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In open contrast to the abundance of studies concerning the first millennium of Chinese history, many aspects of the institutional, intellectual and cultural history of Chinese Buddhism during the past one thousand years remain, with some notable exceptions, largely unstudied. In particular, Western language scholarly accounts of Chinese Buddhism since the end of the 19th century are still rare and, with regards to the first part of the 20th century, largely limited to the efforts of one individual, the late American scholar, Holmes Welch (1921–1981). During the last ten or 15 years, however, there have been signs of a reversal of this tendency as an increasing number of researchers began to devote themselves to the study of modern and contemporary Chinese Buddhism. The lion's share of this emerging scholarly trend belongs to studies of Taiwanese rather than mainland Chinese Buddhism. This choice can partly be attributed to the increasing international visibility of Taiwanese Buddhist associations, but I also suspect that funding opportunities and a comparatively more welcoming research environment may have something to do with it!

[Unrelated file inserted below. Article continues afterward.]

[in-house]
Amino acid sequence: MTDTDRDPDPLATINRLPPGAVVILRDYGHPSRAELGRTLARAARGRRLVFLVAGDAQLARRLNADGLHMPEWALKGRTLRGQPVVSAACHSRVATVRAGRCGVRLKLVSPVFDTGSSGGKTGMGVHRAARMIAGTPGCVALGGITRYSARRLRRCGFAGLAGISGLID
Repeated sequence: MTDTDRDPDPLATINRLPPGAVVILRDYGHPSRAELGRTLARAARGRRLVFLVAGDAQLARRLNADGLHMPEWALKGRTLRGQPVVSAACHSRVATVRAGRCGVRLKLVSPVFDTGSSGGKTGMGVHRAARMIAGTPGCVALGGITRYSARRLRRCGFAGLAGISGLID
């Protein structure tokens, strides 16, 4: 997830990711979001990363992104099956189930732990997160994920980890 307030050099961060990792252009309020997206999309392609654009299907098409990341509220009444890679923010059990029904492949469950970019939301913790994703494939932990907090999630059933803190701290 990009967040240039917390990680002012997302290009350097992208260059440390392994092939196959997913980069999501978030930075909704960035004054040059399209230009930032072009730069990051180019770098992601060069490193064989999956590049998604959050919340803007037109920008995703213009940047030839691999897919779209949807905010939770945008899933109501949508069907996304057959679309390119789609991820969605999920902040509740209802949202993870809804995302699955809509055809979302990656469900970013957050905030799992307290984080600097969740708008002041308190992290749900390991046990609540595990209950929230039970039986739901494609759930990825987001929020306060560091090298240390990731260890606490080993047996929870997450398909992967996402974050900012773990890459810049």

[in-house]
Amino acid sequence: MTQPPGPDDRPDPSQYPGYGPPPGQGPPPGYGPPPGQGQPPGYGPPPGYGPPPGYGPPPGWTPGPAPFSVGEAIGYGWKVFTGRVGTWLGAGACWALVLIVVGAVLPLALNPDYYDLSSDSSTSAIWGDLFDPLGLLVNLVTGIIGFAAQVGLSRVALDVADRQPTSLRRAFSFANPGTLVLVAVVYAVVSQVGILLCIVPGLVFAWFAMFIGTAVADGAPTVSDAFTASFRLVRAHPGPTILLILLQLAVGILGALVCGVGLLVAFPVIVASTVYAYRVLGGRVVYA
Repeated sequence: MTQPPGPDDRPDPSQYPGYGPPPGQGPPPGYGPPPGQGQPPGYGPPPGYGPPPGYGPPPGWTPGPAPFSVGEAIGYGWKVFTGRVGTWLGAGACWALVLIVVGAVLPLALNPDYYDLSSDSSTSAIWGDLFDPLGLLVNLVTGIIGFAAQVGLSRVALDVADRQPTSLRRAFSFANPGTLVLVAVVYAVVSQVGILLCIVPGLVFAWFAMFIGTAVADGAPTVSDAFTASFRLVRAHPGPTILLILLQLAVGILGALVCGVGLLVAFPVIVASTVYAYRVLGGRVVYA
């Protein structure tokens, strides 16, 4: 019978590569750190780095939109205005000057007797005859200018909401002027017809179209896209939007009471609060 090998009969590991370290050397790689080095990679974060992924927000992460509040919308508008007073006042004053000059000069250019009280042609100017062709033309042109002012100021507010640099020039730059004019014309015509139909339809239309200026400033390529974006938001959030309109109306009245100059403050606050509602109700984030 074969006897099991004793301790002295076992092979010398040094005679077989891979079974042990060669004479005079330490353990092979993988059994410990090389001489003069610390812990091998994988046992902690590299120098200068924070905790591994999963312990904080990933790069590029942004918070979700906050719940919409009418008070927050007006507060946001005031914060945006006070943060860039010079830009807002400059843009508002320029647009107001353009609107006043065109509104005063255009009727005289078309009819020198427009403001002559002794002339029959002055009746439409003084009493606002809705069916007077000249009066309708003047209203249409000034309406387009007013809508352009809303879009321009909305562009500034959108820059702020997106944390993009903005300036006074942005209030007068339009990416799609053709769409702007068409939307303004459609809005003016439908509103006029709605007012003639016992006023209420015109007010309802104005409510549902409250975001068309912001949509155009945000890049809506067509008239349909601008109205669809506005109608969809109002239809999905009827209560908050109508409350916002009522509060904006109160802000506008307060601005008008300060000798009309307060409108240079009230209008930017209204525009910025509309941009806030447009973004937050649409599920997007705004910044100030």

The two books under review are also concerned with contemporary Taiwanese Buddhism. Their authors adopt different but somehow complementary approaches. Whereas André Laliberté's instructive study of the attitudes towards the active political participation of Taiwanese Buddhist organizations focuses on the activities of the three main Taiwanese Buddhist organizations, namely the Buddha Light Mountain (or Foguangshan) monastic order, the Buddhist Compassion Relief Tzu Chi Association (or Ciji gongdehui), and the Buddhist Association of the Republic of China (Zhongguo fojiaohui), Stuart Chandler's engaging study focuses on Foguangshan and the views of its founder and charismatic leader, Ven. Xingyun.